Around lunchtime at the new Wyoming Roadhouse restaurant, operation manager Kelly Brainerd’s employees were busy working in the kitchen, yet the dining room of the business sat empty. Although the business was closed to the public, the staff was already prepping for dinner with a limited menu because they didn’t have enough employees to serve lunch.
“It’s a crisis what we’re going through,” said Brainerd, who also runs operations at Millstone and More Burgers and Shakes.
Likewise, Cody Steakhouse has not been able to keep enough staff to be open for lunch.
The Roadhouse is offering its cooks $18 per hour. There are plenty of hours to go around, Brainerd said, with most of his employees working 13-hour days.
“It’s not working at all,” he said. “We’re giving out raises like candy on Halloween.”
Julie Cocchia, co-owner of Cody Steakhouse, likewise, is offering substantial overtime and competitive wages just so she can keep her business open.
“I have three line guys, a chef, all three guys working six days a week just to stay open,” she said. “They don’t mind overtime, I don’t mind overtime to stay open. You’ve got to be open. We don’t want to miss it because we did last year.”
It’s a theme shared by many businesses in Cody right as they deal with a second-straight summer of adversity, a contrast to the typical boon provided by tourist travel. While the coronavirus slowed tourist travel for much of last summer, but this summer lack of customers isn’t the issue. Rather, it’s the staff needed to serve them.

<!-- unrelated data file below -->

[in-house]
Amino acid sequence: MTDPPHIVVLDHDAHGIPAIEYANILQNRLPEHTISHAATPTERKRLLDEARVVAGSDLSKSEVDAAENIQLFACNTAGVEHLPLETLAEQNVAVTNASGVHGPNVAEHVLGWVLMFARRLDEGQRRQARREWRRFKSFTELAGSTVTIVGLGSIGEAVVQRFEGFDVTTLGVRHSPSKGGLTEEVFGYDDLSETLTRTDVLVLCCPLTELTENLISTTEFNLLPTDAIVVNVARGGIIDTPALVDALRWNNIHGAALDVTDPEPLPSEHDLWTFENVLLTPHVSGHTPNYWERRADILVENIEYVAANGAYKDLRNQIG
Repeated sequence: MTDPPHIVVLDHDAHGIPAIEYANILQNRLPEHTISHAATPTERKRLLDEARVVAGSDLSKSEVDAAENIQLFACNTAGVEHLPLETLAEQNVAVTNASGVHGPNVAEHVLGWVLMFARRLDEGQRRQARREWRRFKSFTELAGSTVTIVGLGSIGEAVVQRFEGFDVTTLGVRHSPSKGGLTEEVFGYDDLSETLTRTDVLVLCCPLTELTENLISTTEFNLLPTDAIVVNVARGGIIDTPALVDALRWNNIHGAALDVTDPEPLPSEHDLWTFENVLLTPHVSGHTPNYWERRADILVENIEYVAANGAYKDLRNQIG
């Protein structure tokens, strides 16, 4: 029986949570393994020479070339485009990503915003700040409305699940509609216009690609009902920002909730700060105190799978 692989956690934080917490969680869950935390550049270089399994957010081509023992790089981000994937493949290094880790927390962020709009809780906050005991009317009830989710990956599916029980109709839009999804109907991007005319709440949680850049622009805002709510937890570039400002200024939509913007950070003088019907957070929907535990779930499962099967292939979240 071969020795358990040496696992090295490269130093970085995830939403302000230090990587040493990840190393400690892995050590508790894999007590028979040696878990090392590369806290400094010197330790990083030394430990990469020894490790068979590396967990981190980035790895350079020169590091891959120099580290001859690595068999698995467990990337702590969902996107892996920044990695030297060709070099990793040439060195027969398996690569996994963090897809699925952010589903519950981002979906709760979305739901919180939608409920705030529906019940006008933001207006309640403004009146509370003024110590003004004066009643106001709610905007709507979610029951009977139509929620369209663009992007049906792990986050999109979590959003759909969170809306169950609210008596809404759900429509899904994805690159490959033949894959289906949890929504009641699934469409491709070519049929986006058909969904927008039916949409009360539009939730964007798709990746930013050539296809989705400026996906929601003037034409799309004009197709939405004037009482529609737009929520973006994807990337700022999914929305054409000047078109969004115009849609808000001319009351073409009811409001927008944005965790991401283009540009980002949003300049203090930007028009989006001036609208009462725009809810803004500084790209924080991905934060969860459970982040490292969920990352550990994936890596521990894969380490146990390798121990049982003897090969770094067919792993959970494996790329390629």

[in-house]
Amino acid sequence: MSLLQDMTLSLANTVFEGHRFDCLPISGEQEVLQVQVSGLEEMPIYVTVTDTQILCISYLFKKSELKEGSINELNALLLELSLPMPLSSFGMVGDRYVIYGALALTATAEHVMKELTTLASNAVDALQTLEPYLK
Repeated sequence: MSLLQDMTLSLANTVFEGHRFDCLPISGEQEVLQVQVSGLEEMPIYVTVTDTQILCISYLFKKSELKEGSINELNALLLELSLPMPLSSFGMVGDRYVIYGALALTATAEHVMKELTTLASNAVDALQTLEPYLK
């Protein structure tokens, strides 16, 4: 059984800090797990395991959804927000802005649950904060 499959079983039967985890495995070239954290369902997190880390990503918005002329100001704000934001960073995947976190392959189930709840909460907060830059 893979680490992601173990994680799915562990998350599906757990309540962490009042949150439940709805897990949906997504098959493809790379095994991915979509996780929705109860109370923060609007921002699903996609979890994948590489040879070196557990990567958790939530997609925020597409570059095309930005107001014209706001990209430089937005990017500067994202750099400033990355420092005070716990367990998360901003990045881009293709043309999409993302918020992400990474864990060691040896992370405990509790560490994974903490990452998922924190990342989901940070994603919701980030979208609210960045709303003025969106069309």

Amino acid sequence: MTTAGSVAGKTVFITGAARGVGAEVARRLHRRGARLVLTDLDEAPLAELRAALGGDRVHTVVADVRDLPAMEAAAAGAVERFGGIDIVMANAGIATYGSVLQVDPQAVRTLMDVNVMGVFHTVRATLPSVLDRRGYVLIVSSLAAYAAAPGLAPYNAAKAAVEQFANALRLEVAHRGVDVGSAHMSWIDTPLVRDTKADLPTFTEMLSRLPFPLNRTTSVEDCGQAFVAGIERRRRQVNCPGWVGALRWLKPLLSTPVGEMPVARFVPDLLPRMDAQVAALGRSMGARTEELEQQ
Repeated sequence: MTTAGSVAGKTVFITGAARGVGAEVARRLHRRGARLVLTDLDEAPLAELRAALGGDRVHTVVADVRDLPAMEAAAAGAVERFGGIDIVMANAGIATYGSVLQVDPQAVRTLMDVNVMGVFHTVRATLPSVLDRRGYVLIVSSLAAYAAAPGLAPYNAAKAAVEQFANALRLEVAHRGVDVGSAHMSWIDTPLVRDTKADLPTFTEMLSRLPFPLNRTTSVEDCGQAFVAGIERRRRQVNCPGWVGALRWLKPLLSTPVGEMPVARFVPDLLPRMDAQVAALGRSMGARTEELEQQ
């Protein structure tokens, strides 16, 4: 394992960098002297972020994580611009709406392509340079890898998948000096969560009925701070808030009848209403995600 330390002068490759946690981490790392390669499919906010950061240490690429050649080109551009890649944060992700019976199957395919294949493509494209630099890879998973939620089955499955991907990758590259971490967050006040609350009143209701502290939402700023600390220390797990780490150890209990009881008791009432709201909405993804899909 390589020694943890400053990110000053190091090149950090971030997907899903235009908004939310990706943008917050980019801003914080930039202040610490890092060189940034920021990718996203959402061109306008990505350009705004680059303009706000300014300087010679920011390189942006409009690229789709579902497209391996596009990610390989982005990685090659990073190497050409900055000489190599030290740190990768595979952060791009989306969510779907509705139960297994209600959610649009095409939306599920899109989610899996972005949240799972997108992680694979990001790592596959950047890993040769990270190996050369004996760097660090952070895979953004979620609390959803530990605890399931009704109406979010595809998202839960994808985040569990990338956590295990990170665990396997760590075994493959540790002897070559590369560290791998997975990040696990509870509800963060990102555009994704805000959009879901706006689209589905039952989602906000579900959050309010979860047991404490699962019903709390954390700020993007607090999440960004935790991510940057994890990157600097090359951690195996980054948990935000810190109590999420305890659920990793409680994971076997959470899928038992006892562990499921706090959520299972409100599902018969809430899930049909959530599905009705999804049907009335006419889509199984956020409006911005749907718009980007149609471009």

“This was the busiest May I’ve ever seen,” Brainerd said. “We’re not even in July yet. This is bad.”
Many businesses are offering incentives like bonuses and higher wages to lure employees in, but for most, this has produced lackluster results.
Dairy Queen is offering its employees a $1 per hour bonus that can be redeemed if they make it through the summer, while Zapata’s is also offering similar programs.
“It brought in a few but not nearly as much as I thought it would,” John Rogers, general manager of DQ, said. “We’re still hurting.”
Despite having 30 employees on staff, Rogers said they could easily use about 10 more. They are just barely holding with current staffing levels and any employee attrition could be the tipping point for the soft-serve ice cream business.
Many are blaming the shortage of workers on the federal government’s expanded unemployment coverage that was put in place due to the COVID-19 pandemic. This expanded coverage will expire in Wyoming in mid-June.
“When you can make $37,000 per year off of unemployment, why would you feel the need to make some money?” Brainerd said.
At least 125 Park County residents are in line to lose unemployment insurance benefits after June 19.
Still, optimism isn’t high among employers regarding hopes of reaching a stable workforce by summer’s end.
“We’ve tried everything,” said Connie Mowatt, owner of Zapata’s.
Lack of access to J-1 and H-2B workers is also contributing to the employee shortage. Mowatt said she wasted around $3,000 trying to go through the H-2B process for this summer with no employees granted to her. Rogers may have had it even worse.